Password Salting is a technique used to help protect passwords stored in a database from being reverse-engineered by hackers who might breach the environment. Password salting involves adding a string of between 32 or more characters to a password and then hashing it. Password salting is one of the most secure ways to protect passwords stored for future authentication without exposing them should your website be breached in the future. However, salted passwords must also be iteratively hashed multiple times for this protection to work. When salting and recursive hashing are employed, Rainbow Tables become useless for password cracking.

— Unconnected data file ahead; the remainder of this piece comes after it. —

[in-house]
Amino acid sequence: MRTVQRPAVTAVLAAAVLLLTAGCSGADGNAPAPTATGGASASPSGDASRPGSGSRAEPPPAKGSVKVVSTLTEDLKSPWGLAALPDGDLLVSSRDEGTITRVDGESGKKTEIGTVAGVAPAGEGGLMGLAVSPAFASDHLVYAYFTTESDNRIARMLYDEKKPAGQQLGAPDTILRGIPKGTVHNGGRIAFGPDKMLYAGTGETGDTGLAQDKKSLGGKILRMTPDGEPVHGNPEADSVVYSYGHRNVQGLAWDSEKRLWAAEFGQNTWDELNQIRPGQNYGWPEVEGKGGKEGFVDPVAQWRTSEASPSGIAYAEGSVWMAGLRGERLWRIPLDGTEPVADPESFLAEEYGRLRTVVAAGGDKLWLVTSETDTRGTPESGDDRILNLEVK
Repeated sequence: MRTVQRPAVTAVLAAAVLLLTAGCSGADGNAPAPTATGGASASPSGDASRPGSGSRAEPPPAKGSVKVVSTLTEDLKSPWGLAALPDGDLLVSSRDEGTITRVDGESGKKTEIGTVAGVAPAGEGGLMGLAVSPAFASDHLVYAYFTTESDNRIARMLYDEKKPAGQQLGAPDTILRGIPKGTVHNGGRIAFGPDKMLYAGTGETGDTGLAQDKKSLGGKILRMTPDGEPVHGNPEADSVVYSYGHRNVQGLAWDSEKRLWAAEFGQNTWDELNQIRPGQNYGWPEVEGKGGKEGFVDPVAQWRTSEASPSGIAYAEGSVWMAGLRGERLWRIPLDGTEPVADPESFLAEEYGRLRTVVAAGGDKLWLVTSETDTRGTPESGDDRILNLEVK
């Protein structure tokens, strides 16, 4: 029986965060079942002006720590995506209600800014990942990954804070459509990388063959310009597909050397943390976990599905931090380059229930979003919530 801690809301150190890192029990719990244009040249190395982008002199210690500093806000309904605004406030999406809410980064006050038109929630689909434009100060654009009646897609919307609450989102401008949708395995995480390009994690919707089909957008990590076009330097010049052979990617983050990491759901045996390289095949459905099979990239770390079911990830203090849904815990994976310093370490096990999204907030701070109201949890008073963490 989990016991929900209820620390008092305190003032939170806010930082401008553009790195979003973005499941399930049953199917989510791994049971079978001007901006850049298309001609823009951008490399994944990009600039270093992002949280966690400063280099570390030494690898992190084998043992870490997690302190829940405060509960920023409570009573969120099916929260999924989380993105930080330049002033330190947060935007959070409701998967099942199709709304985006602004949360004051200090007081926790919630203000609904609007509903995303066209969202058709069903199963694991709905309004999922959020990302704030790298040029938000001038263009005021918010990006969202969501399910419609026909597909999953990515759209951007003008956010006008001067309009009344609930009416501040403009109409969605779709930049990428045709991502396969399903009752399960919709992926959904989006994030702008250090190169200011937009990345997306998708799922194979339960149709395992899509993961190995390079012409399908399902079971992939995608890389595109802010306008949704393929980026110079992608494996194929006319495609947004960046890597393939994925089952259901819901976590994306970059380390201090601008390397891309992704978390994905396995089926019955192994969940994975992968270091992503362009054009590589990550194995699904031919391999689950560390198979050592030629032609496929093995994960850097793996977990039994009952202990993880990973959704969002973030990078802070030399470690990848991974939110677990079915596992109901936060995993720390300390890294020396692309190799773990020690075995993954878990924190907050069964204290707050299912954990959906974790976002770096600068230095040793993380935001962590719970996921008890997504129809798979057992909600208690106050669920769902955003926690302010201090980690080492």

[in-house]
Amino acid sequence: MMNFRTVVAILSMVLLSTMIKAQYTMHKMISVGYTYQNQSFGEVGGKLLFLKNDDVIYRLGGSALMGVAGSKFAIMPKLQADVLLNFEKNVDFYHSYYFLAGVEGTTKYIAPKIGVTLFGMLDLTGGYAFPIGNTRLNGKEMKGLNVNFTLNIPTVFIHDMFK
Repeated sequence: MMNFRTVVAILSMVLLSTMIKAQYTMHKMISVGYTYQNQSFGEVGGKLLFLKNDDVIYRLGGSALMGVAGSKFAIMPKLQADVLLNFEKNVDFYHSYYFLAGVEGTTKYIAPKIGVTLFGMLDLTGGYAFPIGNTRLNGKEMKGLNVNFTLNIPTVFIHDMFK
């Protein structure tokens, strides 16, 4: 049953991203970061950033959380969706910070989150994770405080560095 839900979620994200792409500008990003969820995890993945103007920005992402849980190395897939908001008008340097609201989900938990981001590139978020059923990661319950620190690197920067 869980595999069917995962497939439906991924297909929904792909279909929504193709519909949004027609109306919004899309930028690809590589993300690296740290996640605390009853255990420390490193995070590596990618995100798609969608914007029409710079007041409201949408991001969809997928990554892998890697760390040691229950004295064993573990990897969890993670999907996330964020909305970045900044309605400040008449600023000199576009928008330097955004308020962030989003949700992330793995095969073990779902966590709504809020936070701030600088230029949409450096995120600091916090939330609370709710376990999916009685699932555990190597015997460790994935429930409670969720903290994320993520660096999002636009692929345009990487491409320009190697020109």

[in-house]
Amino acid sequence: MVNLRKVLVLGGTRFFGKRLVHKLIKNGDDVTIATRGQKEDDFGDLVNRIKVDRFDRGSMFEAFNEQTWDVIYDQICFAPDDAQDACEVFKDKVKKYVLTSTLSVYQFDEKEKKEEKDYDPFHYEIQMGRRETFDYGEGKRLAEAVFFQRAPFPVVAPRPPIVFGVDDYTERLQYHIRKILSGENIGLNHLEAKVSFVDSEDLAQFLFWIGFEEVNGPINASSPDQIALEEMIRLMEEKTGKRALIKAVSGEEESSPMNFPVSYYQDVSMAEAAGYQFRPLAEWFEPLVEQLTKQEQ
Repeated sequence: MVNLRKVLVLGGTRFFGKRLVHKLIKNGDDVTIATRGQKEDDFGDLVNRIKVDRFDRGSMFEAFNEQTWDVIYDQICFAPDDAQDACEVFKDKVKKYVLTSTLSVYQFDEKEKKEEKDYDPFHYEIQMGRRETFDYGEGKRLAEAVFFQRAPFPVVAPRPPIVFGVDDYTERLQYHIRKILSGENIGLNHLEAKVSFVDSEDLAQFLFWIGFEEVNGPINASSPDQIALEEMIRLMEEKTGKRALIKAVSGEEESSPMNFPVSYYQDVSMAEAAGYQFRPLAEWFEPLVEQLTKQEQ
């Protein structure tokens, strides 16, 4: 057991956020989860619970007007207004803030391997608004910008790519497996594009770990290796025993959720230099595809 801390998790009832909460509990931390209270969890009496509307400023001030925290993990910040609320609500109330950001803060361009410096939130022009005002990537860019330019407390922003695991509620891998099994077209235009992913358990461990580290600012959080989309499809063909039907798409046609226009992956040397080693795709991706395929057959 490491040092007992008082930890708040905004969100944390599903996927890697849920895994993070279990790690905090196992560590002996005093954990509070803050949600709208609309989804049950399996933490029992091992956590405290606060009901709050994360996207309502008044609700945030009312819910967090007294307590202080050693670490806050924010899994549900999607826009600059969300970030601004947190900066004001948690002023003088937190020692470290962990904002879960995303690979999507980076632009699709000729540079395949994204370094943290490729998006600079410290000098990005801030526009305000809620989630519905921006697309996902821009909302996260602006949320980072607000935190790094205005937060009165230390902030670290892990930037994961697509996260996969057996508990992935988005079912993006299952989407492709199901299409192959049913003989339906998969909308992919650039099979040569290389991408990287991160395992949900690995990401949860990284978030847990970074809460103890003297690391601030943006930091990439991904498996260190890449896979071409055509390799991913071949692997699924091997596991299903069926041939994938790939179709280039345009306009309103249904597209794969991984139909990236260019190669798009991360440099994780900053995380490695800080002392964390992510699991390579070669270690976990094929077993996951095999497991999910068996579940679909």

What does this mean for an SMB?
- Make sure the salt isn’t too short and do not simply use the usernames of the password as your salts. Salts should be 32 characters or longer in length.
- Avoid using outdated hashing algorithms, such as MD5 and SHA1.
- Ensure you hash the salted passwords multiple times. For the average website, you’ll want to recursively hash 1000’s of times. If you’re like LastPass, storing the Master Password, you’ll need to perform 100,000 recursive hashes before storing the results for future comparison.
- Finally, the first and best prevention method is to educate your employees on the threats they face. Educating your employees on the cybersecurity basics can stop these attacks before they succeed.